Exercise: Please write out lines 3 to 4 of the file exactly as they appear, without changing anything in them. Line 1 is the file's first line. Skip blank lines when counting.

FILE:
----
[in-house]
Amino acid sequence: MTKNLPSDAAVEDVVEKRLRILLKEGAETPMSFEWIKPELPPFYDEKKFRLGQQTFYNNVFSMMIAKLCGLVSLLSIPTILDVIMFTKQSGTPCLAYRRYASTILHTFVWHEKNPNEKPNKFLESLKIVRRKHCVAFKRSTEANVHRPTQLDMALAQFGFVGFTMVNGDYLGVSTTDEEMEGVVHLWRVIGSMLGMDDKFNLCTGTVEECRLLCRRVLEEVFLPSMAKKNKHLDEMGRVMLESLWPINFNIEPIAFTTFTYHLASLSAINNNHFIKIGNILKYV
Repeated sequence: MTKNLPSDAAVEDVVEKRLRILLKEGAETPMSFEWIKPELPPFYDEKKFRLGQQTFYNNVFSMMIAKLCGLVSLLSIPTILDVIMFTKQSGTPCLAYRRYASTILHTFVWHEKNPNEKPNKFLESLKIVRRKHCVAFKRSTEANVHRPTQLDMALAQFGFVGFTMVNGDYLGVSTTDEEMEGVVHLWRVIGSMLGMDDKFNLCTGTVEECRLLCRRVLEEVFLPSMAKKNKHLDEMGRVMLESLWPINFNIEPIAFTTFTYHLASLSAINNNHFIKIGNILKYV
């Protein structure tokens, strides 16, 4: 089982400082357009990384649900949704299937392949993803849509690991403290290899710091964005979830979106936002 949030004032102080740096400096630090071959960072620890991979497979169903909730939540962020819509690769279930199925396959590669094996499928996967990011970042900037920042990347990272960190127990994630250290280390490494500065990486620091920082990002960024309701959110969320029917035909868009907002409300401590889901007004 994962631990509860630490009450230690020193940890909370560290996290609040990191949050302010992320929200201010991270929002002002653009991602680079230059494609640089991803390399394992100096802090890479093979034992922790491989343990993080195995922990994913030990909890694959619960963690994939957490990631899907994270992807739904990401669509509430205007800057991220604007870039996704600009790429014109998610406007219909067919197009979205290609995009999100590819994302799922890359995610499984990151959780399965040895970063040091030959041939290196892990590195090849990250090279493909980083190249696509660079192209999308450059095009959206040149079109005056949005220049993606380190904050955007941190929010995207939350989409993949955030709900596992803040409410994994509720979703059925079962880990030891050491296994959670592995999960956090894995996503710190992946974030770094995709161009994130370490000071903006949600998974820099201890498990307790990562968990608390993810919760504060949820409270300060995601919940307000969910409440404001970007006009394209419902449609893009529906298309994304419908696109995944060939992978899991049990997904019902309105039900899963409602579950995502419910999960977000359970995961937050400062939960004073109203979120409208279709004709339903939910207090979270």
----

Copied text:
Repeated sequence: MTKNLPSDAAVEDVVEKRLRILLKEGAETPMSFEWIKPELPPFYDEKKFRLGQQTFYNNVFSMMIAKLCGLVSLLSIPTILDVIMFTKQSGTPCLAYRRYASTILHTFVWHEKNPNEKPNKFLESLKIVRRKHCVAFKRSTEANVHRPTQLDMALAQFGFVGFTMVNGDYLGVSTTDEEMEGVVHLWRVIGSMLGMDDKFNLCTGTVEECRLLCRRVLEEVFLPSMAKKNKHLDEMGRVMLESLWPINFNIEPIAFTTFTYHLASLSAINNNHFIKIGNILKYV
């Protein structure tokens, strides 16, 4: 089982400082357009990384649900949704299937392949993803849509690991403290290899710091964005979830979106936002 949030004032102080740096400096630090071959960072620890991979497979169903909730939540962020819509690769279930199925396959590669094996499928996967990011970042900037920042990347990272960190127990994630250290280390490494500065990486620091920082990002960024309701959110969320029917035909868009907002409300401590889901007004 994962631990509860630490009450230690020193940890909370560290996290609040990191949050302010992320929200201010991270929002002002653009991602680079230059494609640089991803390399394992100096802090890479093979034992922790491989343990993080195995922990994913030990909890694959619960963690994939957490990631899907994270992807739904990401669509509430205007800057991220604007870039996704600009790429014109998610406007219909067919197009979205290609995009999100590819994302799922890359995610499984990151959780399965040895970063040091030959041939290196892990590195090849990250090279493909980083190249696509660079192209999308450059095009959206040149079109005056949005220049993606380190904050955007941190929010995207939350989409993949955030709900596992803040409410994994509720979703059925079962880990030891050491296994959670592995999960956090894995996503710190992946974030770094995709161009994130370490000071903006949600998974820099201890498990307790990562968990608390993810919760504060949820409270300060995601919940307000969910409440404001970007006009394209419902449609893009529906298309994304419908696109995944060939992978899991049990997904019902309105039900899963409602579950995502419910999960977000359970995961937050400062939960004073109203979120409208279709004709339903939910207090979270």